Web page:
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auntieannie

auntieannie

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Paddy's Lament, Ireland 1846-1847: Prelude to Hatred
Thomas Gallagher
Pivot: The Only Move That Matters Is Your Next One
Jenny K. Blake
When in French: Love in a Second Language
Lauren Collins
Beyond the Job Description: How Managers and Employees Can Navigate the True Demands of the Job
Jesse Sostrin
Vision and Art: The Biology of Seeing
David Hubel, Margaret S. Livingstone
Achieving Your Potential As A Photographer: A Creative Companion and Workbook
Harold Davis
Reclaiming Conversation: The Power of Talk in a Digital Age
Sherry Turkle
Picture Perfect Practice: A Self-Training Guide to Mastering the Challenges of Taking World-Class Photographs (Voices That Matter)
Roberto Valenzuela
Man's Search for Meaning
Viktor E. Frankl, Harold S. Kushner
Terms of Service: Social Media and the Price of Constant Connection
Jacob Silverman

168 Hours: You Have More Time Than You Think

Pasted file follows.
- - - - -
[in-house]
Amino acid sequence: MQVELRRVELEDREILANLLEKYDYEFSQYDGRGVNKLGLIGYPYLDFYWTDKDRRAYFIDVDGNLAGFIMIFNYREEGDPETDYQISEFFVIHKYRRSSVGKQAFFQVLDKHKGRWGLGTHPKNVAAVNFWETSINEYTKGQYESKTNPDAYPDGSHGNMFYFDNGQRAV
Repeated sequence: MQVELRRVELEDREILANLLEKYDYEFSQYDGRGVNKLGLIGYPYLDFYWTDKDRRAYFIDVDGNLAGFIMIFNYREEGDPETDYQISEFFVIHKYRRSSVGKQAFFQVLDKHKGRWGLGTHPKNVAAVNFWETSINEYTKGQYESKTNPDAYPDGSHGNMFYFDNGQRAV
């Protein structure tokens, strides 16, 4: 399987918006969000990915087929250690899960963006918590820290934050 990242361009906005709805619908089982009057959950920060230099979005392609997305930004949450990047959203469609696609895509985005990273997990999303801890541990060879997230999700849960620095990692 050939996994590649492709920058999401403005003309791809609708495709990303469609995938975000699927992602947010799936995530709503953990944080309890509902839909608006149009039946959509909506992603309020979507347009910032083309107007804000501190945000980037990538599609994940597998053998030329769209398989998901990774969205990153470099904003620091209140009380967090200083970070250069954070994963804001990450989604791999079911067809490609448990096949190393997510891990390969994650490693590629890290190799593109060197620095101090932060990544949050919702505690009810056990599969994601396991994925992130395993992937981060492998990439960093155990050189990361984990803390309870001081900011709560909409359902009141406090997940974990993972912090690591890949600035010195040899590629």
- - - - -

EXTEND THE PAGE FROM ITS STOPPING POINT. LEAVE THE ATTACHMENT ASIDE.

168 Hours: You Have More Time Than You Think - Laura Vanderkam A better-than-average how-to-use-your-time-well book. I think it digs a little deeper and goes beyond the cliches.She says 168 hours are plenty. I'm not sure I'm convinced, but I feel less inclined to whine about it after reading this book. Suggestions.Keep a time log. See how you are actually using your time. Everyone thinks the week they record is not a typical week. Record another week, if so. You may find similar patterns. Classify your time (from the log) into categories. If you're spending a lot of your time on things that are not your core competencies, you'll want to change that going forward. Draw up a list of 100 dreams -- as many activities as possible that you'd like to try or accomplish. Cross off the ones that you've done and note how they made you feel. Identifying core competencies: What do I do best, that other people cannot do nearly as well?What things do I spend time on that other people could do, or could do better?Work in the right job. If you are in the right job, you will be more productive and creative than you would otherwise be. Does my job tap into my intrinsic motivations (things I loved as a kid or would do for free)? Does my job give me a reasonable amount of autonomy? Am I challenged to the extent of my abilities? Do my work environment, organization and coworkers encourage my best work? If the answer is "no" to any of these four questions, what can I change? In the next week? In the next year? Can I create the right job within my organization? Another organization? Or will I need to go out on my own? Gut-check question: If someone offered me a windfall to never do the "stuff" of my work again, how would I feel about that? Control your calendar. Do not mistake things that look like work for actual work (inefficient use of email, etc). Get rid of non-core-competency tasks by ignoring, minimizing, or outsourcing them. Boost efficiency by getting better at what you do. What do I want to accomplish, professionally, in the next year? What actionable steps will these goals require? How many hours will these steps take? How many hours do I want to work per week? Are my goals reasonable in this time frame? Where can I block these tasks in to my work schedule? What do I want off my plate at work? Of these things, what can I ignore? Minimize? Outsource How can I get better at my professional craft. These are some signs that I have gotten better at my professional craft over the years (list). Anatomy of a breakthrough.Know what the next level looks like. Picture it as vividly as possible. Do you know someone else who has achieved a similar breakthrough? What steps did s/he take? Who were the decision makers? What do these people care about? Understand the metrics and gatekeepers.Work up to the point of diminishing returns.Spin a good story. What is your story? Why does achieving the next level make sense? If someone were to write a profile of you, what would it say? Do other people know about your goals?Be open to possibilities and plan for opportunities. Be ready to ride the wave. If you did achieve your breakthrough, what would you do next?Home. Consider outsourcing. Don't do your own laundry. Have someone clean the house or cook. Try online grocery shopping or prepared meals. Look at laundry, food chores, housekeeping and lawn maintenance, and general household management for you and your partner. How much time are you both spending? Which tasks do each of you like most? Which tasks do you like least? How could you ignore, minimize or outsource these tasks? Leveraging your leisure time.Choose a small number of activities that bring you the most happiness. One of these has to be exercise. Create blocks in your schedule for these activities.Commit enough time, energy, and resources to make them meaningful.Use the principle of alignment (not multi-tasking, more along the idea of two birds with one stone) to build in more time with family and friends, or for leisure generallyUse bits of time for bits of joy. -- Make a list of activities that take a half hour or less, and another list of activities that take less than 10 minutes. Incorporate these into your day. Plan so they can happen when the time presents itself. Revisit this regularly as schedules change. Stay on track.